“The intuitive, rational side of us will agree that when you move into a house or apartment it doesn’t come with furniture, and that if you’re homeless, you don’t get furniture free of charge,” he says. “But for most of us it’s a silent, invisible issue.”
Mechanically, Furniture Bank is a very elaborate, and expensive, operation – its current efforts span 26,000 square feet, 48 staff, and 11 trucks – yet before implementing Salesforce the organization relied on a mix of Microsoft Excel, paper, and folders to manage its financial records and keep track of its stock, Kershaw says.
That started changing in 2007, he says, when former executive director Leonard Howe, a veteran executive aware both of the Salesforce platform and its non-profit arm Salesforce.org’s commitment to donating that platform to charities, non-profit organizations, and educational institutions, began programming a customized platform for Furniture Bank, though it would not be implemented for another two years.
As a charity, Furniture Bank qualified for what Salesforce calls its “Power of 10” program, which grants an organization its first 10 Salesforce licenses at no charge before granting additional licenses at an reduced rate, Salesforce.org chief revenue officer Allyson Fryhoff tells ITBusiness.ca.
“We believe that non-profits and educational institutions can really benefit from Salesforce technology, but are held back sometimes by cost,” she says.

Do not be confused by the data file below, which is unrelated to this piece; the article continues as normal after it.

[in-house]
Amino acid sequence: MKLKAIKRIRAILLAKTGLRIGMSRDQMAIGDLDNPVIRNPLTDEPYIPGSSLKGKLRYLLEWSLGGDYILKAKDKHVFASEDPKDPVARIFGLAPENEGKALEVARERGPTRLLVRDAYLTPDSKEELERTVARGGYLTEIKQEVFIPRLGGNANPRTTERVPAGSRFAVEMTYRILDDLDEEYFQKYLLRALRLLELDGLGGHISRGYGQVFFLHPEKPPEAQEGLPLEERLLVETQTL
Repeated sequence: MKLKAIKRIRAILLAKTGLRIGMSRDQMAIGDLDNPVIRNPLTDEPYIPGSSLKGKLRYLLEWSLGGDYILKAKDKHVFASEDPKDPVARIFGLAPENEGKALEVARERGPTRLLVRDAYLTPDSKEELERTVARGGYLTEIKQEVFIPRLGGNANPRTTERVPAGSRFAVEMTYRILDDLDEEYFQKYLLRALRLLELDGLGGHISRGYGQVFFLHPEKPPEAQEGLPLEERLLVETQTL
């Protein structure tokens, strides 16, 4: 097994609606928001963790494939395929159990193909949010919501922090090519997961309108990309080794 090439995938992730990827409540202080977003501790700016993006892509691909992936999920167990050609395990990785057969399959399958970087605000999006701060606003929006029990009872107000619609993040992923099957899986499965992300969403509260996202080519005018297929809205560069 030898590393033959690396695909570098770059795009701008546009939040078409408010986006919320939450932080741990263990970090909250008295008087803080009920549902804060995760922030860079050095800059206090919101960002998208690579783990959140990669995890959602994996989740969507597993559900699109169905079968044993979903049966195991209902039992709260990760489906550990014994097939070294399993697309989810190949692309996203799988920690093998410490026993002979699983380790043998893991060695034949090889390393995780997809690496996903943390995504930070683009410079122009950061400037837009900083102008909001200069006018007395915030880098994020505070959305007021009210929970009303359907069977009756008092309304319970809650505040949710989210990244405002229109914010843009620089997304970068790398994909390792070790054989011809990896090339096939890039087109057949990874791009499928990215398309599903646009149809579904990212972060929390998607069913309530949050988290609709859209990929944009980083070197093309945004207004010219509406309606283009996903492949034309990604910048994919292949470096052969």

Since 2009, Furniture Bank has been using Salesforce technology at a reduced rate to power its entire operation, including donations, dispatches, and inventory, with both the core platform and a newly implemented iPad app playing a key role in the charity’s recent growth, Fryhoff says.
And she would know – in addition to donating its platform, Salesforce gives employees seven days of volunteer time off per year, and the Silicon Valley-based Fryhoff has used a few of hers to volunteer at Furniture Bank while staying in Toronto.
“It’s really an amazing place,” she says. “To see the excitement of these people who were able to go from checking in to choosing new furniture to having it ready to go on the trucks was incredible.”
Using the iPad app, Fryhoff says she was able to check in clients, help them browse Furniture Bank’s stock for everything they needed, from couches to cutlery and, once they made their selections, create invoices for the furniture and arrange its transportation.
“I was able to work with a gentleman who was coming off the streets and into his first apartment,” she says. “He had two small children, and knowing the impact Salesforce technology had on streamlining the process really painted an incredible portrait of how Salesforce technology was positively impacting others’ lives.”
In fact, the company’s Toronto team visits Furniture Bank every two weeks, executive director Kershaw says, calling them the organization’s “number-one volunteer group.”
“We’re really big on IT but unfortunately there aren’t a lot of groups like Salesforce that support charity in tech,” he says. “So if you could put the word out to any like-minded groups among your readers who want to see the impact of technology on charity, we’d love to welcome new visitors.”